A Rafale fighter jet
Photo: U.S. Air Force
Foxtrot AlphaTech and news from the world of modern defense.  

A civilian was reportedly injured late last month after his ride-along with the French Air Force took an unexpected turn. The man’s ejection seat somehow fired, sending him soaring into the sky. The French temporarily grounded their fleet of Rafale fighter jets pending an investigation.

Exactly why his ejection seat went off is a mystery.

The incident, according to Aerotime News, took place at Saint-Dizier air base in northern France. Saint-Dizier is a hub for Rafale-B fighters, the twin seat version of France’s Rafale fighter jet. Twin seat fighters in many air forces are used to take civilians on “observation flights,” including government officials, members of the media, and celebrities.

(While the American F-35 has many problems, accidentally ejecting civilians won’t be one of them—the Joint Strike Fighter is a single seat jet.)

The unknown civilian, identified in the press as a 64 year old man, was riding in a twin-seat Dassault Rafale-B fighter jet. As the jet was taking off the man’s ejection seat sequence was somehow triggered, sending him through the canopy. The pilot, whose hands were suffered minor cuts from the broken canopy, managed to land the aircraft safely.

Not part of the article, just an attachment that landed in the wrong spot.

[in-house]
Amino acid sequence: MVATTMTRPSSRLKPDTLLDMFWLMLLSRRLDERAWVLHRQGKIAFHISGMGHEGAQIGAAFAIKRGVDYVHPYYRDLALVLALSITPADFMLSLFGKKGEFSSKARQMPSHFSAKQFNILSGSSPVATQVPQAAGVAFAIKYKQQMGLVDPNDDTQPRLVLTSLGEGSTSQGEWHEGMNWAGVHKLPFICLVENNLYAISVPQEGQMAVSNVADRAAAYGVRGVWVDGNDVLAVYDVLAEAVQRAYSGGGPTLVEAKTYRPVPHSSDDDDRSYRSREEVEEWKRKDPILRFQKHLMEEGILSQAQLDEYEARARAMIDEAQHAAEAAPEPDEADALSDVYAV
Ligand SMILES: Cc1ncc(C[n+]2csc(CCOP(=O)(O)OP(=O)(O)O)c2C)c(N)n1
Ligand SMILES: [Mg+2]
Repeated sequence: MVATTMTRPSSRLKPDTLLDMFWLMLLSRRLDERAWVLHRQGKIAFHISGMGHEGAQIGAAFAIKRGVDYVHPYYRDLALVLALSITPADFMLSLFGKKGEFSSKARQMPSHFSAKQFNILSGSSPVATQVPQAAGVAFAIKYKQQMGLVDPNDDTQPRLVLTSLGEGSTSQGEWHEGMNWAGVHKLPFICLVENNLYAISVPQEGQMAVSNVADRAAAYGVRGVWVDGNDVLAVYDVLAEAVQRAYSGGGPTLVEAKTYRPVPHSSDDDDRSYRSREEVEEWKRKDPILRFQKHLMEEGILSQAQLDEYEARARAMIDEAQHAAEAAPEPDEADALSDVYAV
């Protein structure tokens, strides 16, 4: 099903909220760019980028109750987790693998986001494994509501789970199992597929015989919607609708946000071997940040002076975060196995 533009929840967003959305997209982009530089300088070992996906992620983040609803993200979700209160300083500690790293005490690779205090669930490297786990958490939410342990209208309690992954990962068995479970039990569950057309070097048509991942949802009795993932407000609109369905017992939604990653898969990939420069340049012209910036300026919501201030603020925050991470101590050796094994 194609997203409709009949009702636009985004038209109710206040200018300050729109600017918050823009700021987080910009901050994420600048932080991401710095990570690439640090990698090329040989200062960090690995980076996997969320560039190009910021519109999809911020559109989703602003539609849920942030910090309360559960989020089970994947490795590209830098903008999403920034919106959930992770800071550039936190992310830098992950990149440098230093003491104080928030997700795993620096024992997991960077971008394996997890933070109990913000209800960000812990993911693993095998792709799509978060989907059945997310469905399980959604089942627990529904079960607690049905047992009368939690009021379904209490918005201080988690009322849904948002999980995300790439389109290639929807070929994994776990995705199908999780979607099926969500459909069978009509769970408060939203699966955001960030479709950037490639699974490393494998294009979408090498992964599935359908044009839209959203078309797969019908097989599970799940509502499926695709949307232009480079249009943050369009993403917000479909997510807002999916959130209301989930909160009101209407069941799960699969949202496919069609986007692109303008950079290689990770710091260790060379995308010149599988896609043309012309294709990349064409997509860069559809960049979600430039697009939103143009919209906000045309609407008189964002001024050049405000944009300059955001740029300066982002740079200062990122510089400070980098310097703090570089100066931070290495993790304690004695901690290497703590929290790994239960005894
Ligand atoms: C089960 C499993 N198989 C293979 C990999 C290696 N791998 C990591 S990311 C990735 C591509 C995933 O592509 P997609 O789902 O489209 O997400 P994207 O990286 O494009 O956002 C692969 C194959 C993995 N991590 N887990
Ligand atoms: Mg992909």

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The civilian on the other hand apparently parachuted to the runway below, injuring his back in the process. He was taken to a hospital for his injuries, where a spokesperson for the French Air Force said his health “is not a cause for concern.” The Rafale grounding was lifted a few days later.

This isn’t video from our poor French friend being ejected, but it is a video of what someone being ejected should look like:

It’s unclear exactly what happened, and the French issued a partial grounding for the Rafale out of caution. Most, if not all, fighters have a very deliberate process air crew have to go through to trigger an ejection. Typically the ejection seat trigger is between a pilot’s legs or above his or her head, and a quick pull will send the crew member rocketing out of dying aircraft. The Rafale-B uses the Martin Baker Mk. 16F ejection seat, and according to Martin Baker it has saved four lives.

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In this case however the Rafale-B was operating perfectly normally. One possibility was that there was a problem with the ejection seat that caused it to go off. Another possibility is that the civilian triggered the ejection accidentally, perhaps holding onto exactly the wrong part of the aircraft while experiencing the thrill of takeoff. Or maybe he did it on purpose, thinking this was his one shot in life to shoot himself out of an airplane and he was going to take it.

If so, Foxtrot Alpha applauds him.